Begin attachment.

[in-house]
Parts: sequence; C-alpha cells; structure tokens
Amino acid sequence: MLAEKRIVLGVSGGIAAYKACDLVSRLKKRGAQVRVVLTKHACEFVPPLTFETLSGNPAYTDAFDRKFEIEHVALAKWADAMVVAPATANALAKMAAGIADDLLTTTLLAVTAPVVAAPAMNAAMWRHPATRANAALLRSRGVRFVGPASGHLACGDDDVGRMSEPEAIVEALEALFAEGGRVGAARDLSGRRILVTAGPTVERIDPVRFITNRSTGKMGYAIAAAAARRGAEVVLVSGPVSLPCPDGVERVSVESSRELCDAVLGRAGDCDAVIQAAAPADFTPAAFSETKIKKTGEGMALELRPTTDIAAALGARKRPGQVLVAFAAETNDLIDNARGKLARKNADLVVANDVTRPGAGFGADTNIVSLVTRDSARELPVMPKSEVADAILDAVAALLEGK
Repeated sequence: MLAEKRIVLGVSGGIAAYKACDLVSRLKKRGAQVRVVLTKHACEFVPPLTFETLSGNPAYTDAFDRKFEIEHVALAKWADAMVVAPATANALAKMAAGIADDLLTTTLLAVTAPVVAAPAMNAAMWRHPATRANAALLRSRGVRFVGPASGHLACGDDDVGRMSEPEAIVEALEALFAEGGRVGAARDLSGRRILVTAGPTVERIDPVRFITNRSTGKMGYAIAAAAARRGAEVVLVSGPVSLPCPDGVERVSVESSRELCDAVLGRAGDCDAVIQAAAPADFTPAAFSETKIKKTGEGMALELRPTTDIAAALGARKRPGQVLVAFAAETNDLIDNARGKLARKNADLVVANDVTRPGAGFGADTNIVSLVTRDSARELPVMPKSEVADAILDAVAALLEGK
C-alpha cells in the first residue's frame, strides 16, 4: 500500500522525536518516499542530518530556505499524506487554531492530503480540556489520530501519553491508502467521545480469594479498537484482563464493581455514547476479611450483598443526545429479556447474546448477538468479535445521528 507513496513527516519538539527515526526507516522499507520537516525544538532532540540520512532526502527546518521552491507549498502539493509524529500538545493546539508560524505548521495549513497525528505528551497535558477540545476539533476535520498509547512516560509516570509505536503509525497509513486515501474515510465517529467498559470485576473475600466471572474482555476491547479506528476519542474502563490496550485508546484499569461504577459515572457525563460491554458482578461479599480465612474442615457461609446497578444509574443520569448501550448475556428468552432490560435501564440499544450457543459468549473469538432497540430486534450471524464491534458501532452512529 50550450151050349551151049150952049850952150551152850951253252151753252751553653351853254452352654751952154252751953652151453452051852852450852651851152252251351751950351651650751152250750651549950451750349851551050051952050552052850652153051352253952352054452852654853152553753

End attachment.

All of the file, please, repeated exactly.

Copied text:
[in-house]
Parts: sequence; C-alpha cells; structure tokens
Amino acid sequence: MLAEKRIVLGVSGGIAAYKACDLVSRLKKRGAQVRVVLTKHACEFVPPLTFETLSGNPAYTDAFDRKFEIEHVALAKWADAMVVAPATANALAKMAAGIADDLLTTTLLAVTAPVVAAPAMNAAMWRHPATRANAALLRSRGVRFVGPASGHLACGDDDVGRMSEPEAIVEALEALFAEGGRVGAARDLSGRRILVTAGPTVERIDPVRFITNRSTGKMGYAIAAAAARRGAEVVLVSGPVSLPCPDGVERVSVESSRELCDAVLGRAGDCDAVIQAAAPADFTPAAFSETKIKKTGEGMALELRPTTDIAAALGARKRPGQVLVAFAAETNDLIDNARGKLARKNADLVVANDVTRPGAGFGADTNIVSLVTRDSARELPVMPKSEVADAILDAVAALLEGK
Repeated sequence: MLAEKRIVLGVSGGIAAYKACDLVSRLKKRGAQVRVVLTKHACEFVPPLTFETLSGNPAYTDAFDRKFEIEHVALAKWADAMVVAPATANALAKMAAGIADDLLTTTLLAVTAPVVAAPAMNAAMWRHPATRANAALLRSRGVRFVGPASGHLACGDDDVGRMSEPEAIVEALEALFAEGGRVGAARDLSGRRILVTAGPTVERIDPVRFITNRSTGKMGYAIAAAAARRGAEVVLVSGPVSLPCPDGVERVSVESSRELCDAVLGRAGDCDAVIQAAAPADFTPAAFSETKIKKTGEGMALELRPTTDIAAALGARKRPGQVLVAFAAETNDLIDNARGKLARKNADLVVANDVTRPGAGFGADTNIVSLVTRDSARELPVMPKSEVADAILDAVAALLEGK
C-alpha cells in the first residue's frame, strides 16, 4: 500500500522525536518516499542530518530556505499524506487554531492530503480540556489520530501519553491508502467521545480469594479498537484482563464493581455514547476479611450483598443526545429479556447474546448477538468479535445521528 507513496513527516519538539527515526526507516522499507520537516525544538532532540540520512532526502527546518521552491507549498502539493509524529500538545493546539508560524505548521495549513497525528505528551497535558477540545476539533476535520498509547512516560509516570509505536503509525497509513486515501474515510465517529467498559470485576473475600466471572474482555476491547479506528476519542474502563490496550485508546484499569461504577459515572457525563460491554458482578461479599480465612474442615457461609446497578444509574443520569448501550448475556428468552432490560435501564440499544450457543459468549473469538432497540430486534450471524464491534458501532452512529 50550450151050349551151049150952049850952150551152850951253252151753252751553653351853254452352654751952154252751953652151453452051852852450852651851152252251351751950351651650751152250750651549950451750349851551050051952050552052850652153051352253952352054452852654853152553753